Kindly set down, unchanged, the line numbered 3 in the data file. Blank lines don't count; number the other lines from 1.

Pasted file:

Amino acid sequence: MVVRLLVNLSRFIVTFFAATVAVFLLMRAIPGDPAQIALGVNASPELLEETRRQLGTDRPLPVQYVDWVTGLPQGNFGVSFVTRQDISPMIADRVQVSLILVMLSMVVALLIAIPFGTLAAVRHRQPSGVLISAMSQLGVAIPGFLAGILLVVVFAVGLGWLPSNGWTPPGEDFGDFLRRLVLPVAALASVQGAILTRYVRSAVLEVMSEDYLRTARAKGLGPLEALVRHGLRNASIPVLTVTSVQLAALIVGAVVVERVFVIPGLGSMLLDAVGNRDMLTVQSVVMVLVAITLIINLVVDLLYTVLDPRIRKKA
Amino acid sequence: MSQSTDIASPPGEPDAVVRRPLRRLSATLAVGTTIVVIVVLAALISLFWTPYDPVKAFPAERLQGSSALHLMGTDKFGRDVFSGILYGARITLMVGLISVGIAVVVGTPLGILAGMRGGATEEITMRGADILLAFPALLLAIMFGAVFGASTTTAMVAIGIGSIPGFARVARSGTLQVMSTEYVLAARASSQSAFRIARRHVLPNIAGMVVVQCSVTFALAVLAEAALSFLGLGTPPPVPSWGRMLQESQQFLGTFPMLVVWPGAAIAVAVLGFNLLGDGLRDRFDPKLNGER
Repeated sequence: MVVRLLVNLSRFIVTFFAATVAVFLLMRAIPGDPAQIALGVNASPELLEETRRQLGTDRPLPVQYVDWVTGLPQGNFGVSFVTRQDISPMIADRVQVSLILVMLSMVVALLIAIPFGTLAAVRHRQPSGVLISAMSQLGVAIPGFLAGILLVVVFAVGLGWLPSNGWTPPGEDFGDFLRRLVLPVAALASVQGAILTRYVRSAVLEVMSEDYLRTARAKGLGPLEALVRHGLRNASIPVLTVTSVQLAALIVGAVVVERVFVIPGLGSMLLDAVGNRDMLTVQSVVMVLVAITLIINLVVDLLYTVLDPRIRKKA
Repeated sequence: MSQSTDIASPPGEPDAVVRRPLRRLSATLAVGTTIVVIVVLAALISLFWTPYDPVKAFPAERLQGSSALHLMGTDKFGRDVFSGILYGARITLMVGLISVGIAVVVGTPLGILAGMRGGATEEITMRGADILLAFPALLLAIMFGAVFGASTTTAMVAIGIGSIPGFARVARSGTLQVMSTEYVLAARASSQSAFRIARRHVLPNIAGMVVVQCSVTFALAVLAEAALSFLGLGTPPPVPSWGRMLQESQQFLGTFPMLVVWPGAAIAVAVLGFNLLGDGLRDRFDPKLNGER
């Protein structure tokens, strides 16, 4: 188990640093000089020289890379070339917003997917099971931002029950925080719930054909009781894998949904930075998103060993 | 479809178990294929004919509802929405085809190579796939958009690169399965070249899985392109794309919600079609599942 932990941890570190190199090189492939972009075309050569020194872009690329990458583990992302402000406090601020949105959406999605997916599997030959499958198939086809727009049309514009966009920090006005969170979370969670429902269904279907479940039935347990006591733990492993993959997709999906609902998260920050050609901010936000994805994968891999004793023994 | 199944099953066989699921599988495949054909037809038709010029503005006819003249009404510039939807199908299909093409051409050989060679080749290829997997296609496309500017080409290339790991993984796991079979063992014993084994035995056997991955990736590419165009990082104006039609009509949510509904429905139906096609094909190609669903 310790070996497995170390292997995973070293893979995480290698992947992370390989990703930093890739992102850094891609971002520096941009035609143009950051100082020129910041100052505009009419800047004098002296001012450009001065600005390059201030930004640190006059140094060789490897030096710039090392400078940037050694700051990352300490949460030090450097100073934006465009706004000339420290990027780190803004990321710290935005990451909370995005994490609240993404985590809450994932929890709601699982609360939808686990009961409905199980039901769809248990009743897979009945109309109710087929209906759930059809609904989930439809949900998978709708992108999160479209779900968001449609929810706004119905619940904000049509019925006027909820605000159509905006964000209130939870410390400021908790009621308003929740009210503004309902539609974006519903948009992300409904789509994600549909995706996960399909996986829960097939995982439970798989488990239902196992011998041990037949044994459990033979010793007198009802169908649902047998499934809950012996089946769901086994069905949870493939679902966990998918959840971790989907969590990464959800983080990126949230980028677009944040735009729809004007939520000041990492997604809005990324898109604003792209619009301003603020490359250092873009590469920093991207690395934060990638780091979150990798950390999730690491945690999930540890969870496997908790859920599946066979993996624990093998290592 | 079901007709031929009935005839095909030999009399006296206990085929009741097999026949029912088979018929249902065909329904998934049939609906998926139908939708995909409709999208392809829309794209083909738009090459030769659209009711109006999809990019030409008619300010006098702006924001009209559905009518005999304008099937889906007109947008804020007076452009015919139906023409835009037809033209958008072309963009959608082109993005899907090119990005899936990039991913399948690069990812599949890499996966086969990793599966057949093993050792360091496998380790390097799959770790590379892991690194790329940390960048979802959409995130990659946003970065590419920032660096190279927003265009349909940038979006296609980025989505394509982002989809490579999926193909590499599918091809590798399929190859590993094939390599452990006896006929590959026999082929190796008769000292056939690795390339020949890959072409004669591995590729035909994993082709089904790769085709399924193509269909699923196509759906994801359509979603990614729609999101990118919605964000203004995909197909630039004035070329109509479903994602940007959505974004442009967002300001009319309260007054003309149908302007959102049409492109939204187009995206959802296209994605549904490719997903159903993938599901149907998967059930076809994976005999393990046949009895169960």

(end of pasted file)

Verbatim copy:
Repeated sequence: MVVRLLVNLSRFIVTFFAATVAVFLLMRAIPGDPAQIALGVNASPELLEETRRQLGTDRPLPVQYVDWVTGLPQGNFGVSFVTRQDISPMIADRVQVSLILVMLSMVVALLIAIPFGTLAAVRHRQPSGVLISAMSQLGVAIPGFLAGILLVVVFAVGLGWLPSNGWTPPGEDFGDFLRRLVLPVAALASVQGAILTRYVRSAVLEVMSEDYLRTARAKGLGPLEALVRHGLRNASIPVLTVTSVQLAALIVGAVVVERVFVIPGLGSMLLDAVGNRDMLTVQSVVMVLVAITLIINLVVDLLYTVLDPRIRKKA